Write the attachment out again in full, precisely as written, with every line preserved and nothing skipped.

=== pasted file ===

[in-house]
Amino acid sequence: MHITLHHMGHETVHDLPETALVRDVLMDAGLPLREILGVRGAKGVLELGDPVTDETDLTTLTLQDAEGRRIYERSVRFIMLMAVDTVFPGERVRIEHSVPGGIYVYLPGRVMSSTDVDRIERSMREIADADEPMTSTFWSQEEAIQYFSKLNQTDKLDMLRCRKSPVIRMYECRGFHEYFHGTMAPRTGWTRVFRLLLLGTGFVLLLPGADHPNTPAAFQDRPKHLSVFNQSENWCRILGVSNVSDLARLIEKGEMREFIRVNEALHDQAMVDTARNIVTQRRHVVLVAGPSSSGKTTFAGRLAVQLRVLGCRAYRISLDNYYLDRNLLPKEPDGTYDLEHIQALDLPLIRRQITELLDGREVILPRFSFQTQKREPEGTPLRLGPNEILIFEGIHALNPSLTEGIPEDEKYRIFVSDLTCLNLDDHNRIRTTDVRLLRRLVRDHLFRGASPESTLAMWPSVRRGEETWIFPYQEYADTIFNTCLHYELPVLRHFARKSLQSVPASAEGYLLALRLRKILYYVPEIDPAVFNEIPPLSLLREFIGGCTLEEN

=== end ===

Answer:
[in-house]
Amino acid sequence: MHITLHHMGHETVHDLPETALVRDVLMDAGLPLREILGVRGAKGVLELGDPVTDETDLTTLTLQDAEGRRIYERSVRFIMLMAVDTVFPGERVRIEHSVPGGIYVYLPGRVMSSTDVDRIERSMREIADADEPMTSTFWSQEEAIQYFSKLNQTDKLDMLRCRKSPVIRMYECRGFHEYFHGTMAPRTGWTRVFRLLLLGTGFVLLLPGADHPNTPAAFQDRPKHLSVFNQSENWCRILGVSNVSDLARLIEKGEMREFIRVNEALHDQAMVDTARNIVTQRRHVVLVAGPSSSGKTTFAGRLAVQLRVLGCRAYRISLDNYYLDRNLLPKEPDGTYDLEHIQALDLPLIRRQITELLDGREVILPRFSFQTQKREPEGTPLRLGPNEILIFEGIHALNPSLTEGIPEDEKYRIFVSDLTCLNLDDHNRIRTTDVRLLRRLVRDHLFRGASPESTLAMWPSVRRGEETWIFPYQEYADTIFNTCLHYELPVLRHFARKSLQSVPASAEGYLLALRLRKILYYVPEIDPAVFNEIPPLSLLREFIGGCTLEEN